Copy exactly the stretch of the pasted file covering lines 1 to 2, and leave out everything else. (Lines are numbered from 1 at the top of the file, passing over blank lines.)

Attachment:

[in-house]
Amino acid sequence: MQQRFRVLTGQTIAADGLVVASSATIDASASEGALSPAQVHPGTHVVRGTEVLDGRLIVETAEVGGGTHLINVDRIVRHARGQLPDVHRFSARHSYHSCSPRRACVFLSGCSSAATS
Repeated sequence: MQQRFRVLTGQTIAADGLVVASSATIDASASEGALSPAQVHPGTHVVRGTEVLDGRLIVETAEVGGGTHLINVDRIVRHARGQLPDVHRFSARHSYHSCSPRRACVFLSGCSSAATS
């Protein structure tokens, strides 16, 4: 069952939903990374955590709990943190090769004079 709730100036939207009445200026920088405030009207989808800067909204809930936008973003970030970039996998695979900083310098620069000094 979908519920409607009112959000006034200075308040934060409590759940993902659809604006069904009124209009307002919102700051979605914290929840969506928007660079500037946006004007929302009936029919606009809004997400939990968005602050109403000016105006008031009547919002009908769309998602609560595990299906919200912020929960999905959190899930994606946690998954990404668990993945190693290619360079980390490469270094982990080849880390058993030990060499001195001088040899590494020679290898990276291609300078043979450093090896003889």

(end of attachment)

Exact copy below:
[in-house]
Amino acid sequence: MQQRFRVLTGQTIAADGLVVASSATIDASASEGALSPAQVHPGTHVVRGTEVLDGRLIVETAEVGGGTHLINVDRIVRHARGQLPDVHRFSARHSYHSCSPRRACVFLSGCSSAATS